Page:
The mythology of burning more calories than we consume is one I will not discuss in detail here, because it takes so much exercise to burn off so few calories that as a weight loss tool it has virtually no effect. Yes, you may burn a few more calories if you have more muscle mass, and that’s great if you’re a fit 25 year old guy. But if you’re an obese menopausal woman, forget it. You are owned by your hormones and the amount of exercise you’d have to do to make a difference will cause you to gain more fat than you would have lost.

Obesity and adrenal fatigue go hand in hand
I have mentioned before on this blog that if your adrenals are fatigued, then you need to rest. If you are obese, then you probably have fatigued adrenals. If you have metabolic syndrome, or if you at least know you’re insulin resistant then you probably have fatigued adrenals. There are two states the adrenals will go through as you start packing on the pounds, become very overweight, then obese and then morbidly obese, and they are the same as what happens to your pancreas at the same time. First, your adrenals and pancreas go into a hyperactive state. They are functioning too much and producing too many hormones. Your pancreas is pumping out too much insulin (causing you to store fat) and every time you get the insulin hit in your blood, your adrenals respond with a quick pump of cortisol and adrenaline and the cortisol will make you gain a little bit of belly fat. The adrenaline makes you feel panicky and stressed, because you’re in fight or flight mode but not actually escaping, and so handling stress becomes difficult. If you eat sugary foods, or possibly even foods with trans fats (basically anything PROCESSED) as a response, you just gave your body the cue to release MORE insulin, and then MORE cortisol and adrenaline, and you will gain more fat. If you then exercise, you will use up a few calories, but you’ll release even MORE cortisol and gain even more body fat. Yes, you’ll enjoy a few endorphins to calm you down (you ate the sugar because sugar also creates endorphins and that makes your brain feel like you must have run away from the danger causing the stress!) and yes, over a very long period of time you’ll increase your resting metabolism, but this will not compensate for the fat you gained during the process. For the obese person, we must first interrupt the vicious cycle of weight GAIN, and then reverse it, before exercise once again becomes a thing of real value to us.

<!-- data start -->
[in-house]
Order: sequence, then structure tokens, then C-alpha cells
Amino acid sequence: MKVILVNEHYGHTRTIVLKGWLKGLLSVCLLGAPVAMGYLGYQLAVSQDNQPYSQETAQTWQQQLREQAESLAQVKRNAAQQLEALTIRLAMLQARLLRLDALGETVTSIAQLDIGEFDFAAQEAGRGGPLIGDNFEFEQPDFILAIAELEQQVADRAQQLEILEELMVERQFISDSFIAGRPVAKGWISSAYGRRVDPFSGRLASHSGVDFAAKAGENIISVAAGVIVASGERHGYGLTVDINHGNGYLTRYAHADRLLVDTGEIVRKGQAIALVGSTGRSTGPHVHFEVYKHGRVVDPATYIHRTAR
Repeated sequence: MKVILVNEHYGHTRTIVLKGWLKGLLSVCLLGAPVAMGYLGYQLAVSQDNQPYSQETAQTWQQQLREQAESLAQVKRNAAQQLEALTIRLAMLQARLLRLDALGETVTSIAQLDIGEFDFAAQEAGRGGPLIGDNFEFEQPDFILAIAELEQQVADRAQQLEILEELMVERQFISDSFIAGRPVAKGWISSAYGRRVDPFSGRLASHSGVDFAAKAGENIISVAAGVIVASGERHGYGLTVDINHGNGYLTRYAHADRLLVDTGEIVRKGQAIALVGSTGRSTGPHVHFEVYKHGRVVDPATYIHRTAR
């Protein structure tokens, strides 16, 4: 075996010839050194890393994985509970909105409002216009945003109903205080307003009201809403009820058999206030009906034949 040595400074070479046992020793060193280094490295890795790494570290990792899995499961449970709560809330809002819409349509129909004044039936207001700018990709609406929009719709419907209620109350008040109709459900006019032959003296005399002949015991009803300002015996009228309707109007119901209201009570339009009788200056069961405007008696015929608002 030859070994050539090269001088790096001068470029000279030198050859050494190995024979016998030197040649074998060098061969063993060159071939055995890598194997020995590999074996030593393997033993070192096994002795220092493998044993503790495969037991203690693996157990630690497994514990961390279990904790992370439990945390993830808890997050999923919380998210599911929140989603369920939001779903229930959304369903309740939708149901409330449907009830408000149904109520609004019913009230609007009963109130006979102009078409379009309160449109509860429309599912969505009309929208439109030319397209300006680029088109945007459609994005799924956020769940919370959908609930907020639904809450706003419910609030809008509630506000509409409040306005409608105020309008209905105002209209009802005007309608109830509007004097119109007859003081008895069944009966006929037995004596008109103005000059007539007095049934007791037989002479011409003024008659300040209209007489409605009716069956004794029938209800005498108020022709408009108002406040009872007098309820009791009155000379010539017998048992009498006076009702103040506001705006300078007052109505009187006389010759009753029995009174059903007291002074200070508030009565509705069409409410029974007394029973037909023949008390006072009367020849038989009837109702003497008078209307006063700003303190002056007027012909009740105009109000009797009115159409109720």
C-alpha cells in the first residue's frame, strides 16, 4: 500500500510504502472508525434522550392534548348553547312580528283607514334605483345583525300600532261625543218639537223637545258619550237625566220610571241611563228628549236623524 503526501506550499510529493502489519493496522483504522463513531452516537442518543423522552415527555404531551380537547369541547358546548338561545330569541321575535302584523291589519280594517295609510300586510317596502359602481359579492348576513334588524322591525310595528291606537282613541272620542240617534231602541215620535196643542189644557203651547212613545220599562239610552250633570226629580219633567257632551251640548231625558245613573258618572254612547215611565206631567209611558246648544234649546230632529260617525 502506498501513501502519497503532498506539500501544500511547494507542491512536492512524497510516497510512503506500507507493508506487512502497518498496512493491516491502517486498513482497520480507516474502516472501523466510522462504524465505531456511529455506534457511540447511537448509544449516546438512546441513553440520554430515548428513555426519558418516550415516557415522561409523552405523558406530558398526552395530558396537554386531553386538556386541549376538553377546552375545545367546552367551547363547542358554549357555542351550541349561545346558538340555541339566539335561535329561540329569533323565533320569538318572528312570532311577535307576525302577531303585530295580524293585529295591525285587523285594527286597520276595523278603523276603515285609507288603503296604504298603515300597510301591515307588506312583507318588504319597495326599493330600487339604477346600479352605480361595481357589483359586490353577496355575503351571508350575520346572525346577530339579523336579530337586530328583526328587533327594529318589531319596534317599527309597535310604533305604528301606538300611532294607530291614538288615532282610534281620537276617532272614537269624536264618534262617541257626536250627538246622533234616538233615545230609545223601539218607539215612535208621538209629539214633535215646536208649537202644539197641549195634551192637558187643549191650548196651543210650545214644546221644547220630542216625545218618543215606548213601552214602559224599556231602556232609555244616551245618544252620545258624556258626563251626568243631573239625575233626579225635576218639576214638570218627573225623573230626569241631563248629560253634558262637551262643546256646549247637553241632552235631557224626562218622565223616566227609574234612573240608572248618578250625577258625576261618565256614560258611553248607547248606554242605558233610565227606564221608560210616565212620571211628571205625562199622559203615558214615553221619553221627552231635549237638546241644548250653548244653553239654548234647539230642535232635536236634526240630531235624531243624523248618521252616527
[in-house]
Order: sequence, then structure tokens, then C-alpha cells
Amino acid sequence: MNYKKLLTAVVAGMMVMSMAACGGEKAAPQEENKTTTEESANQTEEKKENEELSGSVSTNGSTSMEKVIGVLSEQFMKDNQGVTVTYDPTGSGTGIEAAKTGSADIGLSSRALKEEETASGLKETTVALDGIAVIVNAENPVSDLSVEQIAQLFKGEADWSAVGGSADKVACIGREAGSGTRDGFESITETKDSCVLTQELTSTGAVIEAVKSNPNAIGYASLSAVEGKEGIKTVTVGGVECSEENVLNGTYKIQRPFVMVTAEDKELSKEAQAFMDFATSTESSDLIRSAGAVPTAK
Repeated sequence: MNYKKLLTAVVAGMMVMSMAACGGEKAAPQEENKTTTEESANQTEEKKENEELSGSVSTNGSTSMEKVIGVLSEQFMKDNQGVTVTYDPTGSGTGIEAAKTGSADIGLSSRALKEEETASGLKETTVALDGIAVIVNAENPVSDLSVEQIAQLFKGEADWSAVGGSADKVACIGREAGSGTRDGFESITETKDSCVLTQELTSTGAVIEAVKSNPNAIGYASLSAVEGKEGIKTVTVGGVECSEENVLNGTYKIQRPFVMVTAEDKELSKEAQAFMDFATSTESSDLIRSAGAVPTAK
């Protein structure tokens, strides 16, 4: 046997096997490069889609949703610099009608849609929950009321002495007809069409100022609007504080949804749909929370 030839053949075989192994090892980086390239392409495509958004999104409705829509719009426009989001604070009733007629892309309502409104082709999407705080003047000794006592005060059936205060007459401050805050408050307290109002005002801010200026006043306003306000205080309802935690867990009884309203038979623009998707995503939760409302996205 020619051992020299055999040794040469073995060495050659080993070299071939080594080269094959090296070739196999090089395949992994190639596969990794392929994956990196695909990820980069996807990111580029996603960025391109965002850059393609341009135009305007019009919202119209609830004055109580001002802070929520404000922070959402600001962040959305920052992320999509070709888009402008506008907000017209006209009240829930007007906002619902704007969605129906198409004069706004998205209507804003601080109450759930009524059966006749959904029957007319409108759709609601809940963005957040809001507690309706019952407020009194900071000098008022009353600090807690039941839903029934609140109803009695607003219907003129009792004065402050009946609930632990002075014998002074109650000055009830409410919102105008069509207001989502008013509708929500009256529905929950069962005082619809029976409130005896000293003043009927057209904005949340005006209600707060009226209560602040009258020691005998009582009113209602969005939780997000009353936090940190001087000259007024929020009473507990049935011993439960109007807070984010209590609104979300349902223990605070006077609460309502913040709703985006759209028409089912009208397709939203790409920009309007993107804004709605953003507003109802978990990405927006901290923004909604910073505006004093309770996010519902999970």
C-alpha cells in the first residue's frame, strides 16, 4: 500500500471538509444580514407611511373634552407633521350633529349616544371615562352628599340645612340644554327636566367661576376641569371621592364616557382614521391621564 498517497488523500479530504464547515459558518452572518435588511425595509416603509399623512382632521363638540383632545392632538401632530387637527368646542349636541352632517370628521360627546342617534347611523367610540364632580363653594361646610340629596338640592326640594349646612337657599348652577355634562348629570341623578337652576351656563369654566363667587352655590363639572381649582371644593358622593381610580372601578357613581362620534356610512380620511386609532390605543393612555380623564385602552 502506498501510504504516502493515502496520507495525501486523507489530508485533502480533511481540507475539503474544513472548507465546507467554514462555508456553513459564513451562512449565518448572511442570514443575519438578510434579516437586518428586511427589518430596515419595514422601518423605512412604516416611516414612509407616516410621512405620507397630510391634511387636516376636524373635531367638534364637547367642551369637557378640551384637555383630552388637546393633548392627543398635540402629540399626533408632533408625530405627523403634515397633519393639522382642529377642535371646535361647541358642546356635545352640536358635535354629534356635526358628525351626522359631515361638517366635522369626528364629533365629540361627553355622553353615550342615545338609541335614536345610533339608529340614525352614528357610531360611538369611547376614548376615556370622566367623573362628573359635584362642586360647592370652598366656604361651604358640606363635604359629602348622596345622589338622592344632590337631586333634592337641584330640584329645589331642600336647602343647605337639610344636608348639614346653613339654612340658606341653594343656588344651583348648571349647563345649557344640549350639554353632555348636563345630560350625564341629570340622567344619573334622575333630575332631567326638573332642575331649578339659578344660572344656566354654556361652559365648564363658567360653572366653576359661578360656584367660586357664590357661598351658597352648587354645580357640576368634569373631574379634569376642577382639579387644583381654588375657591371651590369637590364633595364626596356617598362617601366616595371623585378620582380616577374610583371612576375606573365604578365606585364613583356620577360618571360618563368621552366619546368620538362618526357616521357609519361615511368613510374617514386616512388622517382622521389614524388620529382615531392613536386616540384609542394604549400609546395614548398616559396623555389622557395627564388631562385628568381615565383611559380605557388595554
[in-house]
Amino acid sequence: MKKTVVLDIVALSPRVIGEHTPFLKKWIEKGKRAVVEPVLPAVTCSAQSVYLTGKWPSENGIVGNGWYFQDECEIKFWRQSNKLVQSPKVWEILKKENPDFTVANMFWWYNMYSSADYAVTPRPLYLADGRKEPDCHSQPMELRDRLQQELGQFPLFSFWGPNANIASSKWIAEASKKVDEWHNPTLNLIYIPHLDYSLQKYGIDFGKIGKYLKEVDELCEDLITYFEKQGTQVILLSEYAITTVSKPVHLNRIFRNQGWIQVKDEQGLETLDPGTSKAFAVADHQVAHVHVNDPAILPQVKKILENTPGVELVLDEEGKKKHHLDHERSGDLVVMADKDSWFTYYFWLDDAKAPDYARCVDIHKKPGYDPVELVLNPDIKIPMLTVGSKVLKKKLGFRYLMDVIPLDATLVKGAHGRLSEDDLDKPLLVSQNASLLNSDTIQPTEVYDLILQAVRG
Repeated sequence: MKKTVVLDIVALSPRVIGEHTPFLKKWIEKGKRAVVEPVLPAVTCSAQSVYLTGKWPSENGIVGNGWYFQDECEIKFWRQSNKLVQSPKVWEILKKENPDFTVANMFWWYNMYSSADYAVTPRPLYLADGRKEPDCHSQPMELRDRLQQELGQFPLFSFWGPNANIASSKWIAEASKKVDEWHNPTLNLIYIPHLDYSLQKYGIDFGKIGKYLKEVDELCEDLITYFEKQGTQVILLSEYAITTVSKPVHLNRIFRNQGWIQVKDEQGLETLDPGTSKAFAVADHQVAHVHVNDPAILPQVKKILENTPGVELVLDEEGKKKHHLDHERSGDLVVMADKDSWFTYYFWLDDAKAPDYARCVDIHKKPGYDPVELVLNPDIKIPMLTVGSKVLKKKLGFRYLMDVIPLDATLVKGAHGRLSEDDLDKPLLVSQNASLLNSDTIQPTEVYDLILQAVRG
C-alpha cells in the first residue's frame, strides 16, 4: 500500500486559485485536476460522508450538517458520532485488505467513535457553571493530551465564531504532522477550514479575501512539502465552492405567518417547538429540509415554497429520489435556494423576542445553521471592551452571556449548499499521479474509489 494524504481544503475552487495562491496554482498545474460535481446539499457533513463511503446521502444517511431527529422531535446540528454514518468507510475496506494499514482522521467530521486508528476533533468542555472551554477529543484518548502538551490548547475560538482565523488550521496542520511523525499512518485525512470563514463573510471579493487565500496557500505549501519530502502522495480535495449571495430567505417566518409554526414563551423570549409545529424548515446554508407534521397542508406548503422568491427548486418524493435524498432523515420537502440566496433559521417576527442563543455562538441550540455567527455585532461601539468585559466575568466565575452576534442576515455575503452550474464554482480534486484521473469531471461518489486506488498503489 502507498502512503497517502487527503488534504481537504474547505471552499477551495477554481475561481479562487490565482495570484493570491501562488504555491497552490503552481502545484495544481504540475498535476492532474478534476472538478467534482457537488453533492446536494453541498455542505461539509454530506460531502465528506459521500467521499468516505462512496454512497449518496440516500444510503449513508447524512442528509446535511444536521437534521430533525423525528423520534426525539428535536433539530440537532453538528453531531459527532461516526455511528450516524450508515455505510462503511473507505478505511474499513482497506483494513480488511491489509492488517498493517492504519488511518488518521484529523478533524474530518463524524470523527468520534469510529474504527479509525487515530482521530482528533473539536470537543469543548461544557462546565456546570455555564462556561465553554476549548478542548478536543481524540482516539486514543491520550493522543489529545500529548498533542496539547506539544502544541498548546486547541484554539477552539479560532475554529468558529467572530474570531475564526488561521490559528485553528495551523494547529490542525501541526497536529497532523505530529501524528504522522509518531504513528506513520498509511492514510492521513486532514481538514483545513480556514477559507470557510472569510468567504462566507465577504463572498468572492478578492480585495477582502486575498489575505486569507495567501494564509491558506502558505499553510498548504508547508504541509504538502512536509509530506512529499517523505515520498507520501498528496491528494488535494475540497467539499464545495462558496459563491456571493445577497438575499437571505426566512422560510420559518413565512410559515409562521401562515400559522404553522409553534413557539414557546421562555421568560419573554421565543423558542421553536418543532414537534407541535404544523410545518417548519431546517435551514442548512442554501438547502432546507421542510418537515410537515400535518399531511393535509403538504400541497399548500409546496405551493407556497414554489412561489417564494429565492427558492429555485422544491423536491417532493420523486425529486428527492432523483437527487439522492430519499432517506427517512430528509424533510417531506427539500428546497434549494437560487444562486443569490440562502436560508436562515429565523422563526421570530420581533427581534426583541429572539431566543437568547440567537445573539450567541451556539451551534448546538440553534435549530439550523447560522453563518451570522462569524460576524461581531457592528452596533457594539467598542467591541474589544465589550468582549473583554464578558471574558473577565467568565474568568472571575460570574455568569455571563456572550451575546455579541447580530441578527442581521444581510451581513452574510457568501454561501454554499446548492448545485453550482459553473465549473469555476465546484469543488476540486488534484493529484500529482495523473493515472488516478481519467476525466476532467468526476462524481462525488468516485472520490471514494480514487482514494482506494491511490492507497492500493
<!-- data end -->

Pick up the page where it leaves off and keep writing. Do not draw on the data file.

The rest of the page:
Adrenals: from working too much to working too little
While you’re becoming obese, your adrenals and pancreas will work their little butts off for you, pumping out insulin, cortisol and adrenaline by the bucketload, until one day you’ll wake up and they’ll be exhausted. They’ll either stop working completely, which would kill you, or more likely, they’ll drop down to a very low level of functionality. When that happens with the pancreas, you will have become a genuine diabetic who needs to take insulin shots. When it happens to the adrenals your doctor will probably ignore it, unless your adrenal functionality is so low it might kill you. This is a sign that you need to REST. You need to rest because rest is one of the main features of rebuilding adrenal functionality. Your adrenals at this stage might be so low they are pumping out almost no cortisol at all and other issues may arise as a result. Inflammatory issues. Such as asthma (when they give an asthmatic “cortisone” to keep their inflammation under control, which hormone do you think they’re supporting?). At this stage you will feel flat as a pancake. You will not be able to handle any stress. Stressful things like overdue bills, answering the telephone, walking around too much, getting out of bed, may all become more than you can handle. In the old days this was called a “nervous breakdown”. You really need to be turning your health around if you get to this stage, and again, strenuous exercise is not the thing to do it. REST is what you need, along with some specifics for rebuilding the health of your adrenals (which is all a part of the long term MROTP anyway).

Obesity is a disease, so you need to heal